I was fortunate enough to be interviewed by author Lily Clayton Hansen for her upcoming book “Word of Mouth – London Conversations’. She has an amazingly intuitive and empathetic style and captures the stories of interesting people across the globe. You can read an excerpt from the interview here.
“A world that can be explained even with bad reasons is a familiar world. But, on the other hand, in a universe suddenly divested of illusions and lights, man feels an alien, a stranger. . . . This divorce between man and his life, the actor and his setting, is properly the feeling of absurdity.”
Albert Camus’s The Myth of Sisyphus:
The term melancholia has served many uses in literature and poetry. It is perhaps particularly useful as a semantic device in English language writing, where few nouns exist to describe a state of mind which is at once calm, fearful, despairing, restless, hollow, and longing for something inexpressible. In Von Trier’s film Melancholia (2011) he attempts to capture this set of emotions. In the film, Melancholia is the name of a rogue planet that crashes into earth, causing its destruction. The story depicts the lives and relationships of a handful of people in the lead-up to this Armageddon. It centres upon the sisters Justine and Claire, who are portrayed as each other’s conceptual opposites. We see Justine sink further and further into the throes depression whilst Claire tries harder and harder to care for her.
The three terms melancholy, melancholia, and depression have overlapped throughout history, and in a broad, general sense the use of the latter has grown increasingly popular as the former two have declined. This does not mean, however, that ‘depression’ has simply replaced melancholy and/or melancholia. That there exist such a vast number of different historical narratives about melancholia, melancholy, and depression is not simply a result of different perspectives among today’s historians. Rather, it is a testament to the vast and shifting meanings that these terms have possessed over time. When it comes to melancholia in particular, the word has been used at least since antiquity to describe illness, but not one uniform disease. Thus, rather than speaking about melancholia as a single concept, the word is best understood as corresponding to a number of different – though often overlapping concepts.
In psychoanalysis, Hanna Seagal describes melancholic depression as a defense mechanism devised by the body to fight the depressive state of the mind. This defense is known as manic-schizoid. Freud went further and was the first person to use melancholic to describe depression.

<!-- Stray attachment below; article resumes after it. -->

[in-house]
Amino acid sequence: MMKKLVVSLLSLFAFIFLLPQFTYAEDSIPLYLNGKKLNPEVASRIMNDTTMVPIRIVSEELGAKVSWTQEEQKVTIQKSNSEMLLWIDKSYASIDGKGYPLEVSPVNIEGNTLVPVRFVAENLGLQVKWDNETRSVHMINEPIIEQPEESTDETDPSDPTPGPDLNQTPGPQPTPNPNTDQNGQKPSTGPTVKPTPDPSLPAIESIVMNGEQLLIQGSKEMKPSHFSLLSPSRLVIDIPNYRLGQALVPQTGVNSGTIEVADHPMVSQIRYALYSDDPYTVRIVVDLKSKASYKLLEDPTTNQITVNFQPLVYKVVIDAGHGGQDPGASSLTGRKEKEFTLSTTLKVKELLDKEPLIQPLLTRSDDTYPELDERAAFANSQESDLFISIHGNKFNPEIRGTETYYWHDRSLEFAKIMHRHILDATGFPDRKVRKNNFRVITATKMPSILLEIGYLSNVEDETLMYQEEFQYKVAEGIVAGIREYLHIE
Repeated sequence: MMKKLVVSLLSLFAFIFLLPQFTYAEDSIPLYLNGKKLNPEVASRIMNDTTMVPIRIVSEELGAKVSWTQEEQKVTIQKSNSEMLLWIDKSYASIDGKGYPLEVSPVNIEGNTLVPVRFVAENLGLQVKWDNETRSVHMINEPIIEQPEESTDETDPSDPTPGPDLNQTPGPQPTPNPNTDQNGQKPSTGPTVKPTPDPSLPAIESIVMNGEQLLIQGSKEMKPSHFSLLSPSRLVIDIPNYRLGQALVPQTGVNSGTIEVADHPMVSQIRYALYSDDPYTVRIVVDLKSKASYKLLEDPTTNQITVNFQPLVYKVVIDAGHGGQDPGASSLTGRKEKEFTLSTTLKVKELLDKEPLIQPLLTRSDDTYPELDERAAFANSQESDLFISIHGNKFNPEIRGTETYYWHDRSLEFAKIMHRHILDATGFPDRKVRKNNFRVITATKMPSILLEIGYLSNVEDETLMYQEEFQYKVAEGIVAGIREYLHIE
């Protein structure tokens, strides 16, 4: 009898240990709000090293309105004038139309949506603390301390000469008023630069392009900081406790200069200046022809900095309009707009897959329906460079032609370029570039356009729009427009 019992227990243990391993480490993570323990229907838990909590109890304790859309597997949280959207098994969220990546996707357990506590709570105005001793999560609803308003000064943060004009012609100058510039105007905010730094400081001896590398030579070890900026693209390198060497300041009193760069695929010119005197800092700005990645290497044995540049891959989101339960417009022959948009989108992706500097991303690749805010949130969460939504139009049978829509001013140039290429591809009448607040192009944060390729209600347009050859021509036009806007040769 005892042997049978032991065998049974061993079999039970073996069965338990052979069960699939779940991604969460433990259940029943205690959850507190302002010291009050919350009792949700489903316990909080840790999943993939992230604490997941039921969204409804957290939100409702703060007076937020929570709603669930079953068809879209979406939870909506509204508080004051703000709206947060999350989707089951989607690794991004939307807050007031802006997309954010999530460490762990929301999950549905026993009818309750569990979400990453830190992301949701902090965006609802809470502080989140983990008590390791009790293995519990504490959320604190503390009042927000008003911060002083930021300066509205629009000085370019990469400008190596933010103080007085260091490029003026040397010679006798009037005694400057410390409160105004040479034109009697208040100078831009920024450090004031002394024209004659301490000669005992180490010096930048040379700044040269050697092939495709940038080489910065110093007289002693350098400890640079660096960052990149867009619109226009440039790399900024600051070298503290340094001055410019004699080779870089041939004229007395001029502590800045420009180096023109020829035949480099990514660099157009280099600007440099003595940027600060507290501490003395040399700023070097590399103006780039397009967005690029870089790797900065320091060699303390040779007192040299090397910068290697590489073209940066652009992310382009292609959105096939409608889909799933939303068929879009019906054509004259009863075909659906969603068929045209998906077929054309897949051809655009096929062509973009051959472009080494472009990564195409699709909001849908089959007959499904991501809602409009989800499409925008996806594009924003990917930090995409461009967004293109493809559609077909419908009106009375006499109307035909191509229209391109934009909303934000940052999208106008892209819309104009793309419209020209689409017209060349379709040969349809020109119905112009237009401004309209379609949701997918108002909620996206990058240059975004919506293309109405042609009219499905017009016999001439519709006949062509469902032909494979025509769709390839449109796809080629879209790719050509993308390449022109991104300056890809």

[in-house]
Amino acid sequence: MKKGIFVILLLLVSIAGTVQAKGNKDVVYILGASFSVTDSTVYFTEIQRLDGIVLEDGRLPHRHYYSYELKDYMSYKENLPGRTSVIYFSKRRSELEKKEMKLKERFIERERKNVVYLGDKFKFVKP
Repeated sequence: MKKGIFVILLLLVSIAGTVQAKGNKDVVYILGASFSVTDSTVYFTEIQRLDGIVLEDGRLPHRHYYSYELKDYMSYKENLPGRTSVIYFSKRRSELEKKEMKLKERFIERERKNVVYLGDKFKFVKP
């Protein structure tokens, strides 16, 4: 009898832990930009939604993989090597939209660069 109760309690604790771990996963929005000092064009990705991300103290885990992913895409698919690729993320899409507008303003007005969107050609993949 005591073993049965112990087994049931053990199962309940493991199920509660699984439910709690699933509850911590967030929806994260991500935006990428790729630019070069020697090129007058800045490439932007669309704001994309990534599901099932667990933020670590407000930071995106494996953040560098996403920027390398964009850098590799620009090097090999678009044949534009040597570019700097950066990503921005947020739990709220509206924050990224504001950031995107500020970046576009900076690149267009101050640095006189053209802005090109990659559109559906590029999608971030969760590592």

Freud compares the phenomenon of mourning after the loss and death of a close loved one to the idea of melancholia. Freud explains, they both share a similar outward affect on the subject and are both due to similar environmental influences. The inhibition, “absorbedness” of the ego, and the disinterest in the external world is evident in both, mourning and melancholia equally.
Despite their similarities, Freud states, there are some fundamental differences; mourning is recognized as a healthy and normal process that is necessary for the recovery of the loss and would not be seen as a pathology nor a need for medical intervention. However, melancholia, is an abnormal pathology, and a dangerous illness due to its suicidal tendency
In ‘healthy’ mourning we slowly detach ourselves from our loss whether that be through death or heartache, in melancholia we attach ourselves to it, creating the empty space within our psyches. Crucially with melancholia, it is the impasse that is created in the impossibility of expressing the true extent of the feeling that overwhelms. In melancholia the capacity to link the thoughts with words that provide catharsis has been lost. The purpose and rituals that we adopt to find meaning lose significance and no longer provide a symbolic capacity to hold our mental and physical selves together. We can see the depiction of this in the film ‘Melancholia’ as the lead characters depression stems from her inability to seek comfort and relevance in the ritualistic behaviours that humans engage in. She becomes more and more absorbed by the meaningless and insincerity of life, loosing the capacity to find the words to connect her feelings to those around her, there is an absence of inherent value both in her self and in living. However, as Justine begins to accept the inevitability of utter sorrow and unhappiness, the sense of longing melancholia produces is so great that it is concurrently painful and sweet as it provides the possibility of escape.
While many of us will have never experienced melancholia to the depth that Justine exhibits it, we can understand her emotions in part by drawing on what we may have experienced of sadness and longing. The film demonstrates that emotion doesn’t have to be rational to be true. In fact, it speaks to the idea that emotion is never rational, but, in contrast to the cultural view, it is not necessarily bad for emotion to be irrational. We can find a kind of optimism in the peace that Justine is ultimately able to find in her melancholia. In the words of the philosopher Slavoj Žižek
‘If you really want to do something good for society, if you want to avoid all totalitarian threats and so on… accepting that at some day everything will finish, that at any point the end may be near. I think that, quite on the contrary of what may appear, this can be a deep experience which pushes you to strengthen ethical activity.” The result is not fatalistic hedonism, but a kind of profound engagement with the meaning and significance of life’.